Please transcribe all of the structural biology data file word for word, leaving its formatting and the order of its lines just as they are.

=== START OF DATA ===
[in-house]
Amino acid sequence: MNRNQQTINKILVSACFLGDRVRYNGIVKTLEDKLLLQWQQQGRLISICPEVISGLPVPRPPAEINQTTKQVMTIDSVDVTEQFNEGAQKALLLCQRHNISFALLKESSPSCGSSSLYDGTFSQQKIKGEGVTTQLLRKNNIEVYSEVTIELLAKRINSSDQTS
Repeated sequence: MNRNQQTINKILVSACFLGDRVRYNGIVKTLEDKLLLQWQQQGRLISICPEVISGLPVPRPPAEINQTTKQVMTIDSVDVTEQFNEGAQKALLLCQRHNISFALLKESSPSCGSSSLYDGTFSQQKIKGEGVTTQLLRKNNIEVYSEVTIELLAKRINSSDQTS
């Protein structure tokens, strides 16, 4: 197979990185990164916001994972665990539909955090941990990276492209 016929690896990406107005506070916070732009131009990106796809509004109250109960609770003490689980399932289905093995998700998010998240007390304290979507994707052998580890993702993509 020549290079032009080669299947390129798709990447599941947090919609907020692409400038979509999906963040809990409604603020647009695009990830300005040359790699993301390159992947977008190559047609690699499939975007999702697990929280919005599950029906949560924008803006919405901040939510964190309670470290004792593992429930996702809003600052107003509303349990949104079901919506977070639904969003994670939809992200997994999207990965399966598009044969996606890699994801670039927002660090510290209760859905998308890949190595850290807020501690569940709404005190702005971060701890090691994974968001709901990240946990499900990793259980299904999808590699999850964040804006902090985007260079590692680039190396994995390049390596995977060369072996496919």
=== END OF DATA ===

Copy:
[in-house]
Amino acid sequence: MNRNQQTINKILVSACFLGDRVRYNGIVKTLEDKLLLQWQQQGRLISICPEVISGLPVPRPPAEINQTTKQVMTIDSVDVTEQFNEGAQKALLLCQRHNISFALLKESSPSCGSSSLYDGTFSQQKIKGEGVTTQLLRKNNIEVYSEVTIELLAKRINSSDQTS
Repeated sequence: MNRNQQTINKILVSACFLGDRVRYNGIVKTLEDKLLLQWQQQGRLISICPEVISGLPVPRPPAEINQTTKQVMTIDSVDVTEQFNEGAQKALLLCQRHNISFALLKESSPSCGSSSLYDGTFSQQKIKGEGVTTQLLRKNNIEVYSEVTIELLAKRINSSDQTS
């Protein structure tokens, strides 16, 4: 197979990185990164916001994972665990539909955090941990990276492209 016929690896990406107005506070916070732009131009990106796809509004109250109960609770003490689980399932289905093995998700998010998240007390304290979507994707052998580890993702993509 020549290079032009080669299947390129798709990447599941947090919609907020692409400038979509999906963040809990409604603020647009695009990830300005040359790699993301390159992947977008190559047609690699499939975007999702697990929280919005599950029906949560924008803006919405901040939510964190309670470290004792593992429930996702809003600052107003509303349990949104079901919506977070639904969003994670939809992200997994999207990965399966598009044969996606890699994801670039927002660090510290209760859905998308890949190595850290807020501690569940709404005190702005971060701890090691994974968001709901990240946990499900990793259980299904999808590699999850964040804006902090985007260079590692680039190396994995390049390596995977060369072996496919």